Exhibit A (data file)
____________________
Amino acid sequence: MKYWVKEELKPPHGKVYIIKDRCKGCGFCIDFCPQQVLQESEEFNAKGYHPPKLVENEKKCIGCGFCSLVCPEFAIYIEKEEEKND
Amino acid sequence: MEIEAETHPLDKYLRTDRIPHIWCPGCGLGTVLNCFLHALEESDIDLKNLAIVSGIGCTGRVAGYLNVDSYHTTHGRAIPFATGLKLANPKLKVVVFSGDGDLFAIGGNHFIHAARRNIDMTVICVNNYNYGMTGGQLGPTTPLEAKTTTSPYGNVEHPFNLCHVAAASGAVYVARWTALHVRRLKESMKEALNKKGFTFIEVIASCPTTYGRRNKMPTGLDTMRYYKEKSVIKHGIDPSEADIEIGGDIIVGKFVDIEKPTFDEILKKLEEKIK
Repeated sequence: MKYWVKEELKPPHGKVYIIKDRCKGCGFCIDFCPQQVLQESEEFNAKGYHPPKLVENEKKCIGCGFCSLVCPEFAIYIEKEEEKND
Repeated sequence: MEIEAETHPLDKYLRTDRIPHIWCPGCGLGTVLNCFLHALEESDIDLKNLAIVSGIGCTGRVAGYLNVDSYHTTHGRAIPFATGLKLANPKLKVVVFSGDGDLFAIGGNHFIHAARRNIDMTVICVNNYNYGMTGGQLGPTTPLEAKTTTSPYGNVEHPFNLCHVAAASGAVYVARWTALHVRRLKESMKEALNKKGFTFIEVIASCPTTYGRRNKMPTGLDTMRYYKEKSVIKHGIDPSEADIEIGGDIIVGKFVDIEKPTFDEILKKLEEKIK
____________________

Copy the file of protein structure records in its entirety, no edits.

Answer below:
Amino acid sequence: MKYWVKEELKPPHGKVYIIKDRCKGCGFCIDFCPQQVLQESEEFNAKGYHPPKLVENEKKCIGCGFCSLVCPEFAIYIEKEEEKND
Amino acid sequence: MEIEAETHPLDKYLRTDRIPHIWCPGCGLGTVLNCFLHALEESDIDLKNLAIVSGIGCTGRVAGYLNVDSYHTTHGRAIPFATGLKLANPKLKVVVFSGDGDLFAIGGNHFIHAARRNIDMTVICVNNYNYGMTGGQLGPTTPLEAKTTTSPYGNVEHPFNLCHVAAASGAVYVARWTALHVRRLKESMKEALNKKGFTFIEVIASCPTTYGRRNKMPTGLDTMRYYKEKSVIKHGIDPSEADIEIGGDIIVGKFVDIEKPTFDEILKKLEEKIK
Repeated sequence: MKYWVKEELKPPHGKVYIIKDRCKGCGFCIDFCPQQVLQESEEFNAKGYHPPKLVENEKKCIGCGFCSLVCPEFAIYIEKEEEKND
Repeated sequence: MEIEAETHPLDKYLRTDRIPHIWCPGCGLGTVLNCFLHALEESDIDLKNLAIVSGIGCTGRVAGYLNVDSYHTTHGRAIPFATGLKLANPKLKVVVFSGDGDLFAIGGNHFIHAARRNIDMTVICVNNYNYGMTGGQLGPTTPLEAKTTTSPYGNVEHPFNLCHVAAASGAVYVARWTALHVRRLKESMKEALNKKGFTFIEVIASCPTTYGRRNKMPTGLDTMRYYKEKSVIKHGIDPSEADIEIGGDIIVGKFVDIEKPTFDEILKKLEEKIK